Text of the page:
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   Chapter 5 No.5

The Emigrant Trail By Geraldine Bonner Characters: 11077

Updated: 2017-11-30 00:05


Late the same day Leff, who had been riding on the bluffs, came down to report a large train a few miles ahead of them. It was undoubtedly the long-looked-for New York Company.

The news was as a tonic to their slackened energies. A cheering excitement ran through the train. There was stir and loud talking. Its contagion lifted Susan's spirits and with her father she rode on in advance, straining her eyes against the glare of the glittering river. Men and women, who daily crowded by them unnoted on city streets, now loomed in the perspective as objective points of avid interest. No party Susan had ever been to called forth such hopeful anticipation. To see her fellows, to talk with women over trivial things, to demand and give out the human sympathies she wanted and that had lain withering within herself, drew her from the gloom under which she had lain weeping in the back of Daddy John's wagon.

They were nearing the Forks of the Platte where the air was dryly transparent and sound carried far. While yet the encamped train was a congeries of broken white dots on the river's edge, they could hear the bark of a dog and then singing, a thin thread of melody sent aloft by a woman's voice.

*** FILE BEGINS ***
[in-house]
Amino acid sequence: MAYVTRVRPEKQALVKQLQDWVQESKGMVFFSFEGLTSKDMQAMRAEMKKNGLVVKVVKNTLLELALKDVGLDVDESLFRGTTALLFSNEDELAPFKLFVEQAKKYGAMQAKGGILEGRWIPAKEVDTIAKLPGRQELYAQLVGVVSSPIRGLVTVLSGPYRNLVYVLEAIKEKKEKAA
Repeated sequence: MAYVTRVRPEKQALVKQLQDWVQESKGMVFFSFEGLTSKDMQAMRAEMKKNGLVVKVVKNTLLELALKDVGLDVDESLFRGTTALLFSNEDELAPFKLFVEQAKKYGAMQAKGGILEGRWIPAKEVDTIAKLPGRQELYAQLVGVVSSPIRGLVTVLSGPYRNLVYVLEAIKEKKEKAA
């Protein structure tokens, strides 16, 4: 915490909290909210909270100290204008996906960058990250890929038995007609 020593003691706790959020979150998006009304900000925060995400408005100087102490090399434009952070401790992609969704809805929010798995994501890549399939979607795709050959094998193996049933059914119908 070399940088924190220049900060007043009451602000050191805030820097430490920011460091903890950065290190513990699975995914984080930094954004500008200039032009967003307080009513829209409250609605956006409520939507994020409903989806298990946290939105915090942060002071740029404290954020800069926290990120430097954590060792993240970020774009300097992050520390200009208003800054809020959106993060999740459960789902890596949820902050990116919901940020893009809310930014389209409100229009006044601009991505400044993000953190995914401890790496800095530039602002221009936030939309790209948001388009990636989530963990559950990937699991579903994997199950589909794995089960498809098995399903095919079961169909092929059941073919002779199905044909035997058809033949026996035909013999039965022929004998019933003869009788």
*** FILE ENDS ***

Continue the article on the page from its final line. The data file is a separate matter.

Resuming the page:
It was like a handclasp across space. Drawing nearer the sounds of men and life reached forward to meet them-laughter, the neighing of horses, the high, broken cry of a child. They felt as if they were returning to a home they had left and that sometimes, in the stillness of the night or when vision lost itself in the vague distances, they still longed for.

The train had shaped itself into its night form, the circular coil in which it slept, like a thick, pale serpent resting after the day's labors. The white arched prairie schooners were drawn up in a ring, the defensive bulwark of the plains. The wheels, linked together by the yoke chains, formed a barrier against Indian attacks. Outside this interlocked rampart was a girdle of fires, that gleamed through the twilight like a chain of jewels flung round the night's bivouac. It shone bright on the darkness of the grass, a cordon of flame that some kindly magician had drawn about the resting place of the tired camp.

With the night pressing on its edges it was a tiny nucleus of life dropped down between the immemorial plains and the ancient river. Home was here in the pitched tents, a hearthstone in the flame lapping on the singed grass, humanity in the loud welcome that rose to meet the newcomers. The doctor had known but one member of the Company, its organizer, a farmer from the Mohawk Valley. But the men, dropping their ox yokes and water pails, crowded forward, laughing deep-mouthed greetings from the bush of their beards, and extending hands as hard as the road they had traveled.

The women were cooking. Like goddesses of the waste places they stood around the fires, a line of half-defined shapes. Films of smoke blew across them, obscured and revealed them, and round about them savory odors rose. Fat spit in the pans, coffee bubbled in blackened pots, and strips of buffalo meat impaled on sticks sent a dribble of flame to the heat. The light was strong on their faces, lifted in greeting, lips smiling, eyes full of friendly curiosity. But they did not move from their posts for they were women and the men and the children were waiting to be fed.